| 24 July 2024, Wednesday |

Ben Affleck, Cate Blanchett, Mark Rylance, Bradley Cooper, Jessica Chastain, Brian Cox and others call for a “ceasefire in Gaza and Israel before another life is lost”

A group of prominent actors, writers and musicians has signed an open letter urging President Joe Biden and the US Congress to “call for an immediate de-escalation and ceasefire in Gaza and Israel before another life is lost.” The group, “Artists Call for Ceasefire Now,” points to the fact that “5,000 people have been killed in the last week and a half—a number any person of conscience knows is catastrophic. We believe all life is sacred, no matter faith or ethnicity and we condemn the killing of Palestinian and Israeli civilians.”

The signatories include actors Andrew Garfield, Ben Affleck, Mahershala Ali, Mark Rylance, Bradley Cooper, Brian Cox, Cate Blanchett, Ewan McGregor, Florence Pugh, Jeremy Strong, Jessica Chastain, Richard Gere, Sandra Oh and Tom Hardy. Musicians and performers such as Jennifer Lopez, Selena Gomez, Ani DiFranco, Boots Riley, Brian Eno, Cat Power, Drake and Michael Stipe also added their names.

The latest protest against the violence in Gaza appeals for “an end to the bombing of Gaza, and the safe release of hostages. Half of Gaza’s two million residents are children, and more than two thirds are refugees and their descendants being forced to flee their homes. Humanitarian aid must be allowed to reach them.”

It cites the comments of UNICEF spokesperson James Elder that children and families in Gaza “have practically run out of food, water, electricity, medicine and safe access to hospitals, following days of air strikes and cuts to all supply routes.” Elder further explained that Gaza’s sole power plant had exhausted its fuel, “shutting down electricity, water and wastewater treatment. Most residents can no longer get drinking water from service providers or household water through pipelines…. The humanitarian situation has reached lethal lows, and yet all reports point to further attacks. Compassion—and international law—must prevail.”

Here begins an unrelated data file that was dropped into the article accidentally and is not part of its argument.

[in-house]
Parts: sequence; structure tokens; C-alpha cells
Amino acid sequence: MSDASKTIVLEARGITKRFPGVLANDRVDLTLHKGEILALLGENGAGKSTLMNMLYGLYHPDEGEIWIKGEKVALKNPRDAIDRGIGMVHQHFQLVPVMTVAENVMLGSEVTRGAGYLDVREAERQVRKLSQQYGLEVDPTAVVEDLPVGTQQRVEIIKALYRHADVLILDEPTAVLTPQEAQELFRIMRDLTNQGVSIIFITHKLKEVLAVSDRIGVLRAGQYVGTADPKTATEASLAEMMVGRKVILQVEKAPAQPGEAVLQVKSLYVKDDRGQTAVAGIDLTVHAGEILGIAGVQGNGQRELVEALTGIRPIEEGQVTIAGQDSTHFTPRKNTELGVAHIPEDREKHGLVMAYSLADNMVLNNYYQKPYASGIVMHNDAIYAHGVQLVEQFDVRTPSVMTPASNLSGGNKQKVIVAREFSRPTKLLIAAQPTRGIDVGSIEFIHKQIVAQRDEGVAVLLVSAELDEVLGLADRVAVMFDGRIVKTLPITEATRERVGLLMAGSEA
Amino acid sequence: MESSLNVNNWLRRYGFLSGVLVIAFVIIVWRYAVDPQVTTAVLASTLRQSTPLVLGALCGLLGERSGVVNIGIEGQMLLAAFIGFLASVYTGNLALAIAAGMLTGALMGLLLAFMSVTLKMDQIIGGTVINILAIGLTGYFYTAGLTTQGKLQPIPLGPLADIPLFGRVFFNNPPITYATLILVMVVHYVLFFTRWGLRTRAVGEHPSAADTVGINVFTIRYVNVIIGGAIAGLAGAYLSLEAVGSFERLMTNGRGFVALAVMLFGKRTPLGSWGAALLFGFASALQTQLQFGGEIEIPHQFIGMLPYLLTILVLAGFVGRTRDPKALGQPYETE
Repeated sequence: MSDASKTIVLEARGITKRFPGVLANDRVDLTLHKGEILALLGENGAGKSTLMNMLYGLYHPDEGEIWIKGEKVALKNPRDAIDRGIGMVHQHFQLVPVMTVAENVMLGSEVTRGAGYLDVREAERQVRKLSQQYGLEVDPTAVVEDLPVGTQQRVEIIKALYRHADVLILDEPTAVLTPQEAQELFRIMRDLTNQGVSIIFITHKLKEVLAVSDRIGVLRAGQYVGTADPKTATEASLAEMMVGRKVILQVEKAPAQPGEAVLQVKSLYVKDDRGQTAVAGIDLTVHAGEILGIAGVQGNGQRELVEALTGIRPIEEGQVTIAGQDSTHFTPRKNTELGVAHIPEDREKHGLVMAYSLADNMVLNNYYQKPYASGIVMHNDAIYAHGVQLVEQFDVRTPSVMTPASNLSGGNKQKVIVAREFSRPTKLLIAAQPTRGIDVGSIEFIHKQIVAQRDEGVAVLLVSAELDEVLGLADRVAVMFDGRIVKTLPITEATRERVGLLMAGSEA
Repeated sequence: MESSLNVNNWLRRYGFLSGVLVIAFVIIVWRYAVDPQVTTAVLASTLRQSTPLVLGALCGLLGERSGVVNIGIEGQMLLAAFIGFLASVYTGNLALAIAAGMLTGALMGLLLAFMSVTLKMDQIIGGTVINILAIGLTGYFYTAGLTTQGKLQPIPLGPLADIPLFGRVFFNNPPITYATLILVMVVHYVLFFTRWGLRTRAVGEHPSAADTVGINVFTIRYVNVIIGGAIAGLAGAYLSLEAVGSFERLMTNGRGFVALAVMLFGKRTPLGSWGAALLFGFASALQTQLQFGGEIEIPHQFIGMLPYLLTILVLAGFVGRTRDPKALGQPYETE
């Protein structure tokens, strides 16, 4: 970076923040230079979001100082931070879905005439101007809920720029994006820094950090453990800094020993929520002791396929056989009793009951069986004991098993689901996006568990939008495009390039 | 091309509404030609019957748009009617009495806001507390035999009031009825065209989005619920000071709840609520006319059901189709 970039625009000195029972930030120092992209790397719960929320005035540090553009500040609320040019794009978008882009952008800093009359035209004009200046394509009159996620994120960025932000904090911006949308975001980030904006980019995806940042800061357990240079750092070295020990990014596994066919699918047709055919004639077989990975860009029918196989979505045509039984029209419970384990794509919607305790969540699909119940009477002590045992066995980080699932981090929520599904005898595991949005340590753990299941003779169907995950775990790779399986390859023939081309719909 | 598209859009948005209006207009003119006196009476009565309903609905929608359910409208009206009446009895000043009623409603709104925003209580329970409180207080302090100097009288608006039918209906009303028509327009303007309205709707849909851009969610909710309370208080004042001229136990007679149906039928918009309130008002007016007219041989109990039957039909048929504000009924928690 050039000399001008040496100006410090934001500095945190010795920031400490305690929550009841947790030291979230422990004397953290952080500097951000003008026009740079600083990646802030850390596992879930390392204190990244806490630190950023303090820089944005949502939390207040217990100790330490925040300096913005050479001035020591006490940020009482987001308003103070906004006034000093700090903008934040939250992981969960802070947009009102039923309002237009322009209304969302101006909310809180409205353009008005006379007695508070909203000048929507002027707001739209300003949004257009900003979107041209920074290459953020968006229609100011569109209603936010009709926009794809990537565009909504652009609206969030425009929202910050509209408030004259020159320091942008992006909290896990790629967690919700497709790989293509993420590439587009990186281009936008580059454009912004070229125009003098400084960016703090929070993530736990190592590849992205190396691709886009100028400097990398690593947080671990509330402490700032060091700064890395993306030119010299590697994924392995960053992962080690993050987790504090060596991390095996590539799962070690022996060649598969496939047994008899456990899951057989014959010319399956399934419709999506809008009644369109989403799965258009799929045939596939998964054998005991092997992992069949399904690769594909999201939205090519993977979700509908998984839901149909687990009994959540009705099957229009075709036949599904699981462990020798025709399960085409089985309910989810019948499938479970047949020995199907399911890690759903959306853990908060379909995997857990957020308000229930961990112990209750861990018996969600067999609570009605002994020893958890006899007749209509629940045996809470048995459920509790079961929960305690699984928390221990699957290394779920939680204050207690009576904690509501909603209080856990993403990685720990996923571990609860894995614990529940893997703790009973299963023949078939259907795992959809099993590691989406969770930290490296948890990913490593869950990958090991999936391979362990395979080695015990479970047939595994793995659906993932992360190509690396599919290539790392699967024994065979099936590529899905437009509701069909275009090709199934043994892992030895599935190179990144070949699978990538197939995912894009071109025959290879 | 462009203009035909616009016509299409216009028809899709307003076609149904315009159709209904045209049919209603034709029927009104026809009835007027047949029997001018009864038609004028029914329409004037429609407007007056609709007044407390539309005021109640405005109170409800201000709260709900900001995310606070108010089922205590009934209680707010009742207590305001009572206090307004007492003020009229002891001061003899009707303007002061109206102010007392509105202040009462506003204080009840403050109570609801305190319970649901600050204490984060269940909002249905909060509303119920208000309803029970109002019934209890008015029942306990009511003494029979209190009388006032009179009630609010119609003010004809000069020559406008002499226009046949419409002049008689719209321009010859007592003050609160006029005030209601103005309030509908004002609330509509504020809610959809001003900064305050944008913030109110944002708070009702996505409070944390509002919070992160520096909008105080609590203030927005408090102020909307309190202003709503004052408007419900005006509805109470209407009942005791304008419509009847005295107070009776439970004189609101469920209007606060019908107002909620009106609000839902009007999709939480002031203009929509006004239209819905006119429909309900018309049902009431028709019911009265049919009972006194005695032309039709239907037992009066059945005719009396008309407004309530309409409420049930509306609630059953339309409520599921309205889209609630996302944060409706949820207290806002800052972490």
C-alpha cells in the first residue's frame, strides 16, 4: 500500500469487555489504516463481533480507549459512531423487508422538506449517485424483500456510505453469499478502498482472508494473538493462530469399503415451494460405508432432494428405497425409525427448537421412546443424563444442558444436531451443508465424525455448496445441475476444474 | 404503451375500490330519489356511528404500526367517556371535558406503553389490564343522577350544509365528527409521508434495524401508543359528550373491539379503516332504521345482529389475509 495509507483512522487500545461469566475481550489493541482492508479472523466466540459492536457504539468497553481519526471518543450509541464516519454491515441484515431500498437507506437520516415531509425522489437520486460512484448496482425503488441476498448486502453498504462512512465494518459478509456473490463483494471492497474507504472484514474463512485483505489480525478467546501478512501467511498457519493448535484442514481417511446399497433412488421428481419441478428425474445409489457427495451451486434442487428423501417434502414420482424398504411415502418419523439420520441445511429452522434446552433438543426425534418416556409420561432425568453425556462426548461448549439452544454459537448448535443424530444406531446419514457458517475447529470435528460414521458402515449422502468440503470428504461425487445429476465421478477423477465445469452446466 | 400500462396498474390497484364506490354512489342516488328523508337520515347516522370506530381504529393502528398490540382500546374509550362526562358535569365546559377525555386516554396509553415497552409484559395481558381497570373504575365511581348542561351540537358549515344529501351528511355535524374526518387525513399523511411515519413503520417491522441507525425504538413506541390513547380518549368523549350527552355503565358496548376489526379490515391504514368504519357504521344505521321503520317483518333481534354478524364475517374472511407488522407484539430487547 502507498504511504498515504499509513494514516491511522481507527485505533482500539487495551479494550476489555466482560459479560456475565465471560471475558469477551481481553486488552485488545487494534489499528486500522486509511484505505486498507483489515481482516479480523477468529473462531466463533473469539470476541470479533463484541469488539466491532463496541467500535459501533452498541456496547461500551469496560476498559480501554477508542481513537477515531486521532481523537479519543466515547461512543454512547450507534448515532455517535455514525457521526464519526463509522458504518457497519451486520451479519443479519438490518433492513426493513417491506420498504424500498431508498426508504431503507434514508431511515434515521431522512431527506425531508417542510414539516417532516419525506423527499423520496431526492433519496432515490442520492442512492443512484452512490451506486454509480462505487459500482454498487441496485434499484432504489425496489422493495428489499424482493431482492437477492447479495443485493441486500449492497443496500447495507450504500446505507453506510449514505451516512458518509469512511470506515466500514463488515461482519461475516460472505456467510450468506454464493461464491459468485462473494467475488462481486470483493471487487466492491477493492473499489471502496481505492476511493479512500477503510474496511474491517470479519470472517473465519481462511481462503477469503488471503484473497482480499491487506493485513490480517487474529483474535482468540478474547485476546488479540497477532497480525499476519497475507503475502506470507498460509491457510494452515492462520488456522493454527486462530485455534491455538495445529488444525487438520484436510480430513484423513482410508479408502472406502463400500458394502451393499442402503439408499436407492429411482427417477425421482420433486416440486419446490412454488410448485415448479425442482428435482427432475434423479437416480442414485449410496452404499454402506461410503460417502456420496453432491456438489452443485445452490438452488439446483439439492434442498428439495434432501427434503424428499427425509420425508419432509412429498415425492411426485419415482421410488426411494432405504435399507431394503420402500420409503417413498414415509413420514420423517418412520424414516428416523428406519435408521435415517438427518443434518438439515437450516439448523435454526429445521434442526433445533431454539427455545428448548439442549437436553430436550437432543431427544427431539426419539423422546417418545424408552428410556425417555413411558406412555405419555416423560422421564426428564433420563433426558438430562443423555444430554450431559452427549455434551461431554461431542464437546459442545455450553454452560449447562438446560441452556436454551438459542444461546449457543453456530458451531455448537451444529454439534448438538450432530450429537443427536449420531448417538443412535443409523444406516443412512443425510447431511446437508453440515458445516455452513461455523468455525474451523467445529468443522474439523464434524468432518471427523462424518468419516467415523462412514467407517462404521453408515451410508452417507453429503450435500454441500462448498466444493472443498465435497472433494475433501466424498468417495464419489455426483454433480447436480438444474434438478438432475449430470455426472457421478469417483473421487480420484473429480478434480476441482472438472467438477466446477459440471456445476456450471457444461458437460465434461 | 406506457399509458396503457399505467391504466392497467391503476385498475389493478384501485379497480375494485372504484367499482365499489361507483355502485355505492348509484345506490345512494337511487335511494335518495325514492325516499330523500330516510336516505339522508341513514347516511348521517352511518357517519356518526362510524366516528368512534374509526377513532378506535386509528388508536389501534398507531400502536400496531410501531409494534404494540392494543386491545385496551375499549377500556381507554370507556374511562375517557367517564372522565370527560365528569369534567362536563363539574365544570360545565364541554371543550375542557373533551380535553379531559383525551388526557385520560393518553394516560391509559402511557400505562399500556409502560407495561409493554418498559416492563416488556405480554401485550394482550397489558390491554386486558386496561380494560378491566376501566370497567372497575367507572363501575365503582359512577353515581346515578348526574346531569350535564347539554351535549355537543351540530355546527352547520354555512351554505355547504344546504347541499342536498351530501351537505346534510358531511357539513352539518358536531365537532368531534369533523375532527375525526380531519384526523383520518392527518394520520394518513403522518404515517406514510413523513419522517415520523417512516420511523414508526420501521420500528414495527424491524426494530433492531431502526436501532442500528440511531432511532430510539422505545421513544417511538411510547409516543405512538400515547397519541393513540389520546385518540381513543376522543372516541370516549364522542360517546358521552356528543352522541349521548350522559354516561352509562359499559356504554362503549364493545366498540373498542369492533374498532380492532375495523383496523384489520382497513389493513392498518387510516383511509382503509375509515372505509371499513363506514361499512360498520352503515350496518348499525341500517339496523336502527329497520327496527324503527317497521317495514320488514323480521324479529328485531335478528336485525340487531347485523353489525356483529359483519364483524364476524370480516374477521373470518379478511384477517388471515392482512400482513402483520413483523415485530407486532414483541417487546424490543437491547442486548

Biden and the members of Congress are entirely impervious to demands for compassion and the US ruling elite has flouted international law, in Iraq, Afghanistan, Libya, Syria, Yemen and beyond, leading to the deaths of millions, for decades. It is the primary source of violence on the world stage, Israel is one its accomplices.

The list of signers also includes filmmakers Adam McKay, Ryan Coogler, James Schamus, Mira Nair, Michael Moore, Peter Berg, Jordan Peele and Alfonso Cuarón; writers Tony Kushner and Wallace Shawn; musician-performers Patti Smith, Peter Gabriel, Annie Lennox, Macklemore and Mandy Patinkin; comics Jon Stewart, Ramy Youssef, Rosie O’Donnell, Mo Amer, Wanda Sykes, Margaret Cho and Judah Friedlander; and model Gigi Hadid.

The list of actors who added their names is extensive, among them Alan Cumming, Alia Shawkat, Alyssa Milano, Amber Tamblyn, America Ferrera, Channing Tatum, Connie Britton, Cynthia Nixon, David Cross, David Oyelowo, Elliott Gould, Jessie Buckley, Joaquin Phoenix, Joel Edgerton, John Cusack, Kirsten Dunst, Kristen Stewart, Mark Ruffalo, Michael Shannon, Milla Jovovich, Rachel McAdams, Riz Ahmed, Rooney Mara, Rosario Dawson, Sarah Snook, Shailene Woodley and Susan Sarandon.